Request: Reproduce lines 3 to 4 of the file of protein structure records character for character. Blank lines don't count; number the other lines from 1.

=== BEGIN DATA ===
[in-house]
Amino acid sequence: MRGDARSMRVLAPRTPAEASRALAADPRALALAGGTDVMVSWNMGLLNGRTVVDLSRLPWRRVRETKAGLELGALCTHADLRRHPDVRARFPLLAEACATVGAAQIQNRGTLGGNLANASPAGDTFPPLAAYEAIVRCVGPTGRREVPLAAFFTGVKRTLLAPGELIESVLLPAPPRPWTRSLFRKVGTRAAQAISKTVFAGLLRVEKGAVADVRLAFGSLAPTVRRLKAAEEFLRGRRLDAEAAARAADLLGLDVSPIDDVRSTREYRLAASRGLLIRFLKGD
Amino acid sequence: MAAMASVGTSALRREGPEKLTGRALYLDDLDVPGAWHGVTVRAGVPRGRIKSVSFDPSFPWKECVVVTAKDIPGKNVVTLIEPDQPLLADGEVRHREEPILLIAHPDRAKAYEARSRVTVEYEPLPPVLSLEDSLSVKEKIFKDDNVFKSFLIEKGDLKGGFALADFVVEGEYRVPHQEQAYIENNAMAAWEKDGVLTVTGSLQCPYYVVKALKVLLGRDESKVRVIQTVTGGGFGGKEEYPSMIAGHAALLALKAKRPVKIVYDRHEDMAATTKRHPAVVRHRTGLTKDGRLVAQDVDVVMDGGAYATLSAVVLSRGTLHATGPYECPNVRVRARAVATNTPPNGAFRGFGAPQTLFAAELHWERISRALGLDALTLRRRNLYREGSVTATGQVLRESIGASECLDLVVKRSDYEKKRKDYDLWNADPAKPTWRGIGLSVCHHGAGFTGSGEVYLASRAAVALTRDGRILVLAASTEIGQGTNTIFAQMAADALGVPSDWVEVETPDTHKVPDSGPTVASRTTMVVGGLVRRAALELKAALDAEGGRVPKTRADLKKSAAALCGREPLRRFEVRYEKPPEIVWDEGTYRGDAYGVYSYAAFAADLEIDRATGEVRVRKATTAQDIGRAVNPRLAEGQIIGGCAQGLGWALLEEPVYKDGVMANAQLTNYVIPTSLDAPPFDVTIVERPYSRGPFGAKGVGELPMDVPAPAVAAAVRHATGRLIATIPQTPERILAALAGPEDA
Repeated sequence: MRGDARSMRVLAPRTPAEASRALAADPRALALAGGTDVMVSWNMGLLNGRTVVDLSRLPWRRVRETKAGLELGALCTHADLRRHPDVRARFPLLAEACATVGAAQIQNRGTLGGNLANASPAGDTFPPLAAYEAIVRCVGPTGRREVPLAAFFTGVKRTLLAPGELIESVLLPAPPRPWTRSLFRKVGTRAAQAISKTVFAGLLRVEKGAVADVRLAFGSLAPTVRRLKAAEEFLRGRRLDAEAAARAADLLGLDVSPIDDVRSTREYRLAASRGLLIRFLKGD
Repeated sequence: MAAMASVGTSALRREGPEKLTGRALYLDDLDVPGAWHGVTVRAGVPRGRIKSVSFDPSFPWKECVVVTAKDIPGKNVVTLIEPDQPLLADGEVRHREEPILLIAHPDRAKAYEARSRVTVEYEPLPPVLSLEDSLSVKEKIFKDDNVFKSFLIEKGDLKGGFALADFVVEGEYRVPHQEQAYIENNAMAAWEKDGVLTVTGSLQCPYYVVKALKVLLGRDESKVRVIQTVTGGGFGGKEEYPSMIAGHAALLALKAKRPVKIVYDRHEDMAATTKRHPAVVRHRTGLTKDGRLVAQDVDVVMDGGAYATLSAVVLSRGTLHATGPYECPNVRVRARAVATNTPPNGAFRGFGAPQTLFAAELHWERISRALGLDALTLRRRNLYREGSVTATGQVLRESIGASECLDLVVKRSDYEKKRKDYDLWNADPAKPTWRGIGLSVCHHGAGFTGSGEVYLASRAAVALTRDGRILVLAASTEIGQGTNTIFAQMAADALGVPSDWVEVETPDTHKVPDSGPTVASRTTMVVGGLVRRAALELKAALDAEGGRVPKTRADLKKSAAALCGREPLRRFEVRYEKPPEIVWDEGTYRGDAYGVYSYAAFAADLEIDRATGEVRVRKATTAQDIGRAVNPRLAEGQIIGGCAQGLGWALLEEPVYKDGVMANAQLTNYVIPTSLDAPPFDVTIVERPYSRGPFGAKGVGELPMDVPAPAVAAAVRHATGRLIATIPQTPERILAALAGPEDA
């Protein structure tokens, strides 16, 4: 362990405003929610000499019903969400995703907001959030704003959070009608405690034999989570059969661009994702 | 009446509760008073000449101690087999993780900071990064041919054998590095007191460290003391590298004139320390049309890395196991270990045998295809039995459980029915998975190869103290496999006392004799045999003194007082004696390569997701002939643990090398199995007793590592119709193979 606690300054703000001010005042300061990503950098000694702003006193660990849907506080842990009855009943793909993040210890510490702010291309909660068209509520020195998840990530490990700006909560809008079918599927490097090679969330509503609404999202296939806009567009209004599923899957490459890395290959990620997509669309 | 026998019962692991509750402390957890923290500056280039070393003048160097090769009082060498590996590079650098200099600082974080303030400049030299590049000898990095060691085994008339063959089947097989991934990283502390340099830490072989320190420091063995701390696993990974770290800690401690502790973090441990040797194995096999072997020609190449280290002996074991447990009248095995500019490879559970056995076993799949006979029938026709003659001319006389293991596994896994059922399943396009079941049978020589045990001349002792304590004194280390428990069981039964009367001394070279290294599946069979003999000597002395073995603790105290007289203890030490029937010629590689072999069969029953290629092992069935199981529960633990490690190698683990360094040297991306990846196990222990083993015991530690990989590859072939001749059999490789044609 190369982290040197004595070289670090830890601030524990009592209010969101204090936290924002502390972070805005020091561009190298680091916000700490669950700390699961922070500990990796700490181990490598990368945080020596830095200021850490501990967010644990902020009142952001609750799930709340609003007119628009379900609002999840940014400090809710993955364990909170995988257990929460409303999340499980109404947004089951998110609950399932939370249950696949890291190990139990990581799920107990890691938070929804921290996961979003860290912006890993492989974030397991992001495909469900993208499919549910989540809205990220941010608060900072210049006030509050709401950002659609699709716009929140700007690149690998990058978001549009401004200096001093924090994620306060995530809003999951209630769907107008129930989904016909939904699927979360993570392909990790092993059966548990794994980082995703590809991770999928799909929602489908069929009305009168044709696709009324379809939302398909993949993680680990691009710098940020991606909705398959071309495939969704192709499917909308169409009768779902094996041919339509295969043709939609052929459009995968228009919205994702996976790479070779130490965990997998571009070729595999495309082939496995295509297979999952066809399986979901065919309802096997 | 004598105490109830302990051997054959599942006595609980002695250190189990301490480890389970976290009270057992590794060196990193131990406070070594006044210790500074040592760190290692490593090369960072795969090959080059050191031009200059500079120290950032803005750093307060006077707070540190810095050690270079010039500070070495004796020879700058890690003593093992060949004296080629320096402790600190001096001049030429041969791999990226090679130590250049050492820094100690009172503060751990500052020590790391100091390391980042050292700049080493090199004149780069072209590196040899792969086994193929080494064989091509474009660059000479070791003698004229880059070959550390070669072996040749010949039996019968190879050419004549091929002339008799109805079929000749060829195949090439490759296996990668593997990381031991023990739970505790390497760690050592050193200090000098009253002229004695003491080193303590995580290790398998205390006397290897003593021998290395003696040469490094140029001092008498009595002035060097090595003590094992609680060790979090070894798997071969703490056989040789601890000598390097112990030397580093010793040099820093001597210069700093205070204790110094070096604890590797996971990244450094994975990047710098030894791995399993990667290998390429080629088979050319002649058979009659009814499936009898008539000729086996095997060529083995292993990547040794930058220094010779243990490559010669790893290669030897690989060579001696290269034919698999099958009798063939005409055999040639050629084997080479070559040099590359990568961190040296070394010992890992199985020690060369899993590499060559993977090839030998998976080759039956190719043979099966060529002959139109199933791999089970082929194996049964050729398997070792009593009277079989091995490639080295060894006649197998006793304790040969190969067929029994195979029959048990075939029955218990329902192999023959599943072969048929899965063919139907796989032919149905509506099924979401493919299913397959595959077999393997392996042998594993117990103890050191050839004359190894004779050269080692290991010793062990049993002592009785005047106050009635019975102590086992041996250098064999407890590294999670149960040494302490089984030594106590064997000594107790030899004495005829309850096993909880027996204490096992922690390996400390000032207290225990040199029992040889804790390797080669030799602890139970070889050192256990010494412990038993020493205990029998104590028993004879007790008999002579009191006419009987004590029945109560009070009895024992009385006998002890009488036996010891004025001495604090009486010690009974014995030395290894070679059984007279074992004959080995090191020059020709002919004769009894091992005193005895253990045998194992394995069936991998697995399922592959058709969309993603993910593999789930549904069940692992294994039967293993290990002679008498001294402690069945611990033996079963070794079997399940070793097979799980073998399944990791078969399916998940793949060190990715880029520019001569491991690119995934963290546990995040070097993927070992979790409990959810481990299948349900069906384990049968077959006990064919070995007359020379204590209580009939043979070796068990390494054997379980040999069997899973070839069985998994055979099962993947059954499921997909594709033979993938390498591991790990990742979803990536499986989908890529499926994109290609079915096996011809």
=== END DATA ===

Amino acid sequence: MAAMASVGTSALRREGPEKLTGRALYLDDLDVPGAWHGVTVRAGVPRGRIKSVSFDPSFPWKECVVVTAKDIPGKNVVTLIEPDQPLLADGEVRHREEPILLIAHPDRAKAYEARSRVTVEYEPLPPVLSLEDSLSVKEKIFKDDNVFKSFLIEKGDLKGGFALADFVVEGEYRVPHQEQAYIENNAMAAWEKDGVLTVTGSLQCPYYVVKALKVLLGRDESKVRVIQTVTGGGFGGKEEYPSMIAGHAALLALKAKRPVKIVYDRHEDMAATTKRHPAVVRHRTGLTKDGRLVAQDVDVVMDGGAYATLSAVVLSRGTLHATGPYECPNVRVRARAVATNTPPNGAFRGFGAPQTLFAAELHWERISRALGLDALTLRRRNLYREGSVTATGQVLRESIGASECLDLVVKRSDYEKKRKDYDLWNADPAKPTWRGIGLSVCHHGAGFTGSGEVYLASRAAVALTRDGRILVLAASTEIGQGTNTIFAQMAADALGVPSDWVEVETPDTHKVPDSGPTVASRTTMVVGGLVRRAALELKAALDAEGGRVPKTRADLKKSAAALCGREPLRRFEVRYEKPPEIVWDEGTYRGDAYGVYSYAAFAADLEIDRATGEVRVRKATTAQDIGRAVNPRLAEGQIIGGCAQGLGWALLEEPVYKDGVMANAQLTNYVIPTSLDAPPFDVTIVERPYSRGPFGAKGVGELPMDVPAPAVAAAVRHATGRLIATIPQTPERILAALAGPEDA
Repeated sequence: MRGDARSMRVLAPRTPAEASRALAADPRALALAGGTDVMVSWNMGLLNGRTVVDLSRLPWRRVRETKAGLELGALCTHADLRRHPDVRARFPLLAEACATVGAAQIQNRGTLGGNLANASPAGDTFPPLAAYEAIVRCVGPTGRREVPLAAFFTGVKRTLLAPGELIESVLLPAPPRPWTRSLFRKVGTRAAQAISKTVFAGLLRVEKGAVADVRLAFGSLAPTVRRLKAAEEFLRGRRLDAEAAARAADLLGLDVSPIDDVRSTREYRLAASRGLLIRFLKGD